Comparison and Application of Different Viscous Models for Indoor Air Flow Simulation

Xiangyu Gao, Purdue University


Indoor air flow is a term referring to the thermal and fluid flow in enclosed environments. It is closely related to the human and the stable operation of a data center. Computational fluid dynamics (CFD) has played an important role in designing and evaluating various indoor air distributions. To determine which viscous model works best for indoor environment, six commonly used viscous models are evaluated. They are laminar model, standard k-ϵ model, renormalization group (RNG) k-ϵ model, realizable k-ϵ model, standard k-ω model and shear-stress transport (SST) k-ω model. Simulation results are compared with experimental data for three typical indoor air flow patterns: natural convection in a tall cavity, forced convection in a model room with partitions and mixed convection in a square cavity. None of the viscous models have the optimized performance for all types of flow. The overall performance of the RNG k-ϵ model is better than others and is therefore recommended for simulations of indoor air flow. The RNG k-ϵ model is then used to simulate the air distributions for the data center at Purdue University Calumet. Based on the analysis of the thermal and fluid flow field, the optimal configuration for the data center is proposed.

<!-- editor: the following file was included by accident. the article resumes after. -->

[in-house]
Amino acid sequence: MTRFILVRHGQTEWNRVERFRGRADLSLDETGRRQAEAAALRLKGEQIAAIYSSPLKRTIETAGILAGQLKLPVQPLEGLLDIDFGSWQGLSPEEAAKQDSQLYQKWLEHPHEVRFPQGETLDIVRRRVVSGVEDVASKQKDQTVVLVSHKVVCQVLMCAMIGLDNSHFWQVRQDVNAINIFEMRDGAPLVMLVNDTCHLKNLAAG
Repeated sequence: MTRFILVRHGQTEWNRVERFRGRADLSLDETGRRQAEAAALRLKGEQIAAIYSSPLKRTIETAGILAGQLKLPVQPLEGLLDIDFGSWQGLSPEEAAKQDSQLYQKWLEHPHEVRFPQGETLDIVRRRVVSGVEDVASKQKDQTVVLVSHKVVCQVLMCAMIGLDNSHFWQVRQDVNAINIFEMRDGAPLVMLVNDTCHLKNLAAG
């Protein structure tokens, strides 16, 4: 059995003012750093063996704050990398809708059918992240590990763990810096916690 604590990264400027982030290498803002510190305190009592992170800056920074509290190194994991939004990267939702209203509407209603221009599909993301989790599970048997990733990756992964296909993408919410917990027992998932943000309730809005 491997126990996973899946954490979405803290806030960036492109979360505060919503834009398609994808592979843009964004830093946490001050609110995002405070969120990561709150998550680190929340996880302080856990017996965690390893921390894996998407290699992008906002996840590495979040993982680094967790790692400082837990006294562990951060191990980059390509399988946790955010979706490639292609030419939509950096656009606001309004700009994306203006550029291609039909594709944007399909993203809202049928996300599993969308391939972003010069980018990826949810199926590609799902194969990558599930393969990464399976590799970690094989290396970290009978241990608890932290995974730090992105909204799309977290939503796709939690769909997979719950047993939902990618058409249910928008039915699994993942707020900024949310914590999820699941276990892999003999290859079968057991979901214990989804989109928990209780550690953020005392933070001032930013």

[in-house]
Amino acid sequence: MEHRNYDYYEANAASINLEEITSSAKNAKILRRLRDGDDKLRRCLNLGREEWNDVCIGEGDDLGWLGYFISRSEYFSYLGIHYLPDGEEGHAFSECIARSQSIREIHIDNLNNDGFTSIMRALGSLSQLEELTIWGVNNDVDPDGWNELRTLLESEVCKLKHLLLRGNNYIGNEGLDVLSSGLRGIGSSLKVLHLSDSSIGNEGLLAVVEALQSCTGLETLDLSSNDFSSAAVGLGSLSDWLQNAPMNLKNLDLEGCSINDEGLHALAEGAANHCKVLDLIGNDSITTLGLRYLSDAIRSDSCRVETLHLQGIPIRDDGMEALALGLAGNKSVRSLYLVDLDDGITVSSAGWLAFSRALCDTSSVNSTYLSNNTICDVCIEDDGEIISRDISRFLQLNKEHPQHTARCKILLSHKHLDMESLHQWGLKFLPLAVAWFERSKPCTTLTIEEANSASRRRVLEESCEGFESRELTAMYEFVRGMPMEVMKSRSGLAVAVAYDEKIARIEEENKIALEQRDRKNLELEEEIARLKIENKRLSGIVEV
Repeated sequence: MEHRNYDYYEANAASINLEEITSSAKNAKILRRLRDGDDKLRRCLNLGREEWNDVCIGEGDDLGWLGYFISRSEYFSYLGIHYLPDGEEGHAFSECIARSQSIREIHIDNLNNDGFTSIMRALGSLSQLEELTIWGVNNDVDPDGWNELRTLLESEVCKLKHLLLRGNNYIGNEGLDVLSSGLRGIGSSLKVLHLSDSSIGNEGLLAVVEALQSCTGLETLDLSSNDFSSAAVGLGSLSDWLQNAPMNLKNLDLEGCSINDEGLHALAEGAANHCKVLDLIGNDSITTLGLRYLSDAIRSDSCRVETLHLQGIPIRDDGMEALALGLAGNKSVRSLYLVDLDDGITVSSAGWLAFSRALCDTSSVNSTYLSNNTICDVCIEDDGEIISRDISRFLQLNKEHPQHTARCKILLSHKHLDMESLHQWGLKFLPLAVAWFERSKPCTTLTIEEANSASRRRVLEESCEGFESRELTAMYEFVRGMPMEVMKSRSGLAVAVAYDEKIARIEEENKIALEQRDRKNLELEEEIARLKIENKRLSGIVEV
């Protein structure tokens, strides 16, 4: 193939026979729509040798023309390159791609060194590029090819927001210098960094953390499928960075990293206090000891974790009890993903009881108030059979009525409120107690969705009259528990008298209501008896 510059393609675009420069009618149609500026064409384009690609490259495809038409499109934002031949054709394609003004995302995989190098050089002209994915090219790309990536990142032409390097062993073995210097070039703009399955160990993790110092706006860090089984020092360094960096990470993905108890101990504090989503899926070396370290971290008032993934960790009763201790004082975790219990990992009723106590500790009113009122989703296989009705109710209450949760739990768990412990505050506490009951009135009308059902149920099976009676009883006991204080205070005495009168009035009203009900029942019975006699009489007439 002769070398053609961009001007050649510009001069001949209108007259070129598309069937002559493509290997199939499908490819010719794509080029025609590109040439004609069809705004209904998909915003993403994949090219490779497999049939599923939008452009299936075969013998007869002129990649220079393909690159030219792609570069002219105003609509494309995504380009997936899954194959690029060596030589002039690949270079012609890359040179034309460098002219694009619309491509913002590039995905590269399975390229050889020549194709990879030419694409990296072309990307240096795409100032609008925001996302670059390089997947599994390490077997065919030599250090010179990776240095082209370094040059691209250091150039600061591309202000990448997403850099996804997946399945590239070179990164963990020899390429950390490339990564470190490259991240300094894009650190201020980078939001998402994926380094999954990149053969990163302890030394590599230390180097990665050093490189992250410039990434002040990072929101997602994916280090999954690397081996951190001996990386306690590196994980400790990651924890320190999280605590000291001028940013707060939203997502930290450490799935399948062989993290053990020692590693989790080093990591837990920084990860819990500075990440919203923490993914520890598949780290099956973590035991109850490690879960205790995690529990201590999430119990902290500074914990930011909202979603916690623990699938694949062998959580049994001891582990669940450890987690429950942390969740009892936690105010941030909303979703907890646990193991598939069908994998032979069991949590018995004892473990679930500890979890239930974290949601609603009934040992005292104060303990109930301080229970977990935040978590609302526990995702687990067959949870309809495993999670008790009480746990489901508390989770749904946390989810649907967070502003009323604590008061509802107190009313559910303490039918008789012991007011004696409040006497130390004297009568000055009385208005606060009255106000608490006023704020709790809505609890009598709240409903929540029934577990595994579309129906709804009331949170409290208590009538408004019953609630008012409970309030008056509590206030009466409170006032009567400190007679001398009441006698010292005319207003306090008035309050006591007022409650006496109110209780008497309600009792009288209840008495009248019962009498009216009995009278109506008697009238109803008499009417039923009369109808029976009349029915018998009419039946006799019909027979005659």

Wang, Purdue University.

Subject Area

Mechanical engineering

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